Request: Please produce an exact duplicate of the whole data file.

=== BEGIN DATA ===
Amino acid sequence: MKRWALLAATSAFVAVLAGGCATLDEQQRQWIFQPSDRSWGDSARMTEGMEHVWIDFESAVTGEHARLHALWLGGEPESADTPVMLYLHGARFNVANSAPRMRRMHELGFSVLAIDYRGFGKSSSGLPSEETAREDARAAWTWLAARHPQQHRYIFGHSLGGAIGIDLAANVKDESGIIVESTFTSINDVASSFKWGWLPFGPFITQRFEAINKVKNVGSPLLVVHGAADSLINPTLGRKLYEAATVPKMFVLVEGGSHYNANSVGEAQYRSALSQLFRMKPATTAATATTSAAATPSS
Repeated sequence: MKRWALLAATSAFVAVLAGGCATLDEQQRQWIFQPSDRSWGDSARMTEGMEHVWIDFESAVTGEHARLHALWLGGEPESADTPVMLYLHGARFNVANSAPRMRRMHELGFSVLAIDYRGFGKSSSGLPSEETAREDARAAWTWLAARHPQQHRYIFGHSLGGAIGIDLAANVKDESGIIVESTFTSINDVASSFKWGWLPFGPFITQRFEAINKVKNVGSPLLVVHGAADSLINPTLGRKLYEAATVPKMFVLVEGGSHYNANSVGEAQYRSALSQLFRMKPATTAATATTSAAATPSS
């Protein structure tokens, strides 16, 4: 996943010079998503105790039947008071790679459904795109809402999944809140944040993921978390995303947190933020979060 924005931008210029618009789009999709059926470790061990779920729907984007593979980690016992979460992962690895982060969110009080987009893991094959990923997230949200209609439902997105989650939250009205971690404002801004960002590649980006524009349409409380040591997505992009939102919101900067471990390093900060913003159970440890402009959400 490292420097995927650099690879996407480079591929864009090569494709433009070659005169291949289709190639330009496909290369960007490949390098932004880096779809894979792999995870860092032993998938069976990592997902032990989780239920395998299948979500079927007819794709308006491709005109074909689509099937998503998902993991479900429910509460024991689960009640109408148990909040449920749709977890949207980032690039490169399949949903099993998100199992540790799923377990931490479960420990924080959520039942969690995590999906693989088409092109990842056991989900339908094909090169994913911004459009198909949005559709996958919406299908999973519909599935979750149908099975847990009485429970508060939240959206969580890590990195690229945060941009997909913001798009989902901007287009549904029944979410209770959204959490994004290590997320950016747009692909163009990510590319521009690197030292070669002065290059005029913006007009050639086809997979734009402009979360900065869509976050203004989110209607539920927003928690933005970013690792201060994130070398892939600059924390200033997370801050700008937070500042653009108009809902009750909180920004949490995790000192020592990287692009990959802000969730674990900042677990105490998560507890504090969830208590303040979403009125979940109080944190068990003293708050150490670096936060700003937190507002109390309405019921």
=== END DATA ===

Amino acid sequence: MKRWALLAATSAFVAVLAGGCATLDEQQRQWIFQPSDRSWGDSARMTEGMEHVWIDFESAVTGEHARLHALWLGGEPESADTPVMLYLHGARFNVANSAPRMRRMHELGFSVLAIDYRGFGKSSSGLPSEETAREDARAAWTWLAARHPQQHRYIFGHSLGGAIGIDLAANVKDESGIIVESTFTSINDVASSFKWGWLPFGPFITQRFEAINKVKNVGSPLLVVHGAADSLINPTLGRKLYEAATVPKMFVLVEGGSHYNANSVGEAQYRSALSQLFRMKPATTAATATTSAAATPSS
Repeated sequence: MKRWALLAATSAFVAVLAGGCATLDEQQRQWIFQPSDRSWGDSARMTEGMEHVWIDFESAVTGEHARLHALWLGGEPESADTPVMLYLHGARFNVANSAPRMRRMHELGFSVLAIDYRGFGKSSSGLPSEETAREDARAAWTWLAARHPQQHRYIFGHSLGGAIGIDLAANVKDESGIIVESTFTSINDVASSFKWGWLPFGPFITQRFEAINKVKNVGSPLLVVHGAADSLINPTLGRKLYEAATVPKMFVLVEGGSHYNANSVGEAQYRSALSQLFRMKPATTAATATTSAAATPSS
């Protein structure tokens, strides 16, 4: 996943010079998503105790039947008071790679459904795109809402999944809140944040993921978390995303947190933020979060 924005931008210029618009789009999709059926470790061990779920729907984007593979980690016992979460992962690895982060969110009080987009893991094959990923997230949200209609439902997105989650939250009205971690404002801004960002590649980006524009349409409380040591997505992009939102919101900067471990390093900060913003159970440890402009959400 490292420097995927650099690879996407480079591929864009090569494709433009070659005169291949289709190639330009496909290369960007490949390098932004880096779809894979792999995870860092032993998938069976990592997902032990989780239920395998299948979500079927007819794709308006491709005109074909689509099937998503998902993991479900429910509460024991689960009640109408148990909040449920749709977890949207980032690039490169399949949903099993998100199992540790799923377990931490479960420990924080959520039942969690995590999906693989088409092109990842056991989900339908094909090169994913911004459009198909949005559709996958919406299908999973519909599935979750149908099975847990009485429970508060939240959206969580890590990195690229945060941009997909913001798009989902901007287009549904029944979410209770959204959490994004290590997320950016747009692909163009990510590319521009690197030292070669002065290059005029913006007009050639086809997979734009402009979360900065869509976050203004989110209607539920927003928690933005970013690792201060994130070398892939600059924390200033997370801050700008937070500042653009108009809902009750909180920004949490995790000192020592990287692009990959802000969730674990900042677990105490998560507890504090969830208590303040979403009125979940109080944190068990003293708050150490670096936060700003937190507002109390309405019921």